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Beacodes Are Like QR Codes Based on Inaudible High-Frequency Sound

A new-old networking idea returns.

The thing with QR codes is that they're just kind of a pain in the ass. The task of capturing and translating a QR code with a smartphone camera via some app and then being navigated to some web page is not in the general case enormously faster or simpler than just looking at a URL and tapping it into a phone with one's own fingers. By many if not most accounts, the QR code is a technology that's been in steady decline over the past five or six years. That's not big news.


The basic idea, however, is solid: If we're walking around with these networked devices in our pockets, it seems reasonable that we should be able to engage with localized ad hoc networks in meaningful ways that are also not a pain in the ass. If we're entering the environment of some store or restaurant, maybe that environment should extend to the devices that we spend most of our days looped into.

Part of QR code obsolescence is the advance of NFC (near field communications) technology, wherein a device or chip can communicate wirelessly with another nearby device, e.g. in new-school swipeless credit card systems. But maybe lower-tech approaches to the problem still have a place (lower-tech in the sense of being communicated by things other than radio waves). Some folks are trying, at least.

Enter Beacodes, a newly unveiled short-range communications scheme that depends only on plain old speakers and plain old microphones. In the words of its creators:

Beacodes are like QR codes. Both can contain short messages that can be read by your mobile device. Unlike QR codes which are transmitted visually, Beacodes are sent using specially crafted sound that is inaudible to human ears, yet fully "audible" to mobile device microphones.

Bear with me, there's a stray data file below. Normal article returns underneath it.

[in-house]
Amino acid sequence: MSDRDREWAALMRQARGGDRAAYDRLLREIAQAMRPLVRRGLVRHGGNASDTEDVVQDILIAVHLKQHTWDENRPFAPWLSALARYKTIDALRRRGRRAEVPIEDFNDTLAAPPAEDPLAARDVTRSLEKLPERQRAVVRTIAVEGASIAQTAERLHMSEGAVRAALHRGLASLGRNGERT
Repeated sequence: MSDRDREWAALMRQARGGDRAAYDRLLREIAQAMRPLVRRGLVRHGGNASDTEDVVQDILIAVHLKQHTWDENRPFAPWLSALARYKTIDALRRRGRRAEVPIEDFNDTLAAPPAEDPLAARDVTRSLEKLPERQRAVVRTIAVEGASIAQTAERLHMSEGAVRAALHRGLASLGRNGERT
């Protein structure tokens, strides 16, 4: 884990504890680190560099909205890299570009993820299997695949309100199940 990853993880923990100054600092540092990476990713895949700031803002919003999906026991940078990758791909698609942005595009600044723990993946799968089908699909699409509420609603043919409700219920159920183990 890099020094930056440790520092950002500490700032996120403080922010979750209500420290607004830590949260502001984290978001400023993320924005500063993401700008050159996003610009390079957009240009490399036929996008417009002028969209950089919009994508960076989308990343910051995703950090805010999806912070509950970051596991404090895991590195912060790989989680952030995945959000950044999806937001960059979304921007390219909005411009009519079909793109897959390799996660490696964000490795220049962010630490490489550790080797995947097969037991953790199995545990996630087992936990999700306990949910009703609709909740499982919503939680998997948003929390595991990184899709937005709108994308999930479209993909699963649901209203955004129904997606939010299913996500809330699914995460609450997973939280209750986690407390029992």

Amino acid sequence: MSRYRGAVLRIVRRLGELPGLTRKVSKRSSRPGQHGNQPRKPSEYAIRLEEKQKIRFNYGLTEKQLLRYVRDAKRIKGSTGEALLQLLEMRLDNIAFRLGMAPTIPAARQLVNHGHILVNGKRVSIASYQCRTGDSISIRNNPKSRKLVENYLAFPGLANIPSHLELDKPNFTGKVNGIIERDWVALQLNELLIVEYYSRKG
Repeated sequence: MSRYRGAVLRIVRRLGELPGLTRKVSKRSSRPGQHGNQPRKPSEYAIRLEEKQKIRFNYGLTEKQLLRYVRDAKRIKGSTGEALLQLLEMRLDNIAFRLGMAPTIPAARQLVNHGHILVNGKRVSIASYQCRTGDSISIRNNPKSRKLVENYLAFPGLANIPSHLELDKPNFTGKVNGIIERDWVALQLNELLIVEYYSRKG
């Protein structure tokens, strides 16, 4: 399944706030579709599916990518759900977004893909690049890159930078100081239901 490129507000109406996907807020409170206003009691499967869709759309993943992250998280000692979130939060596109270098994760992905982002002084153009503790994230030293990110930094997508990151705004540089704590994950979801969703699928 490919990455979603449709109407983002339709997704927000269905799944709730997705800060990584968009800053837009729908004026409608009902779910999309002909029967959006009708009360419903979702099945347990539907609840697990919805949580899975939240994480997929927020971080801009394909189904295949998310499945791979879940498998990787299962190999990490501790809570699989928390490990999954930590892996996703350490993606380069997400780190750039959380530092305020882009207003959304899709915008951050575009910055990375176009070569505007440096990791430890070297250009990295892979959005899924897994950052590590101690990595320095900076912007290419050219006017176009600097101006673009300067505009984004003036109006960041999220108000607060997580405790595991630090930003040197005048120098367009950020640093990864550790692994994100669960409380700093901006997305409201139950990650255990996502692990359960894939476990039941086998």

Each Beacode allows for the transmission of up to 63 bytes of data per message, which is about enough for a URL or quick text message:

In some cases they can replace BLE beacons, but unlike radio transmitters, our acoustic signals offer some special capabilities. For instance they can be embedded within an audio or video file. This includes sending messages embedded into ambient music or even broadcasting them through TV cable or satellite networks. Imagine sending coupons through your advertisement movie on a TV.


The Beacodes website is pretty short on details at the moment, but it promises software-development kits for the usual mobile platforms at some unspecified date. (I emailed Beacodes and will update when I hear back.) The site does offer a demo, however, which can be accessed via the Beacodes Android (and so far only Android) app.

Image: Beacodes

It works pretty well, based on a handful of messages sent via my laptop speakers from the Beacodes demo page to my smart-phone microphone. The process is smooth and simple, based on an app that does basically nothing besides display message text and delete-all messages. It's more a proof of concept.

That said, the concept was proven already several years ago via a technology known as Zoosh, which offers essentially the same idea but with a focus on credit card payments. Zoosh was a startup concept in 2011, but nowadays is a Verifone product in active deployment as part of the credit card processor's Way2Ride mobile payments service.

In comparison, the Beacodes pitch would seem to be an open platform for developers to come up with new and better uses for the technology. Whether either company can withstand increasingly ubiquitous NFC technology remains to be seen.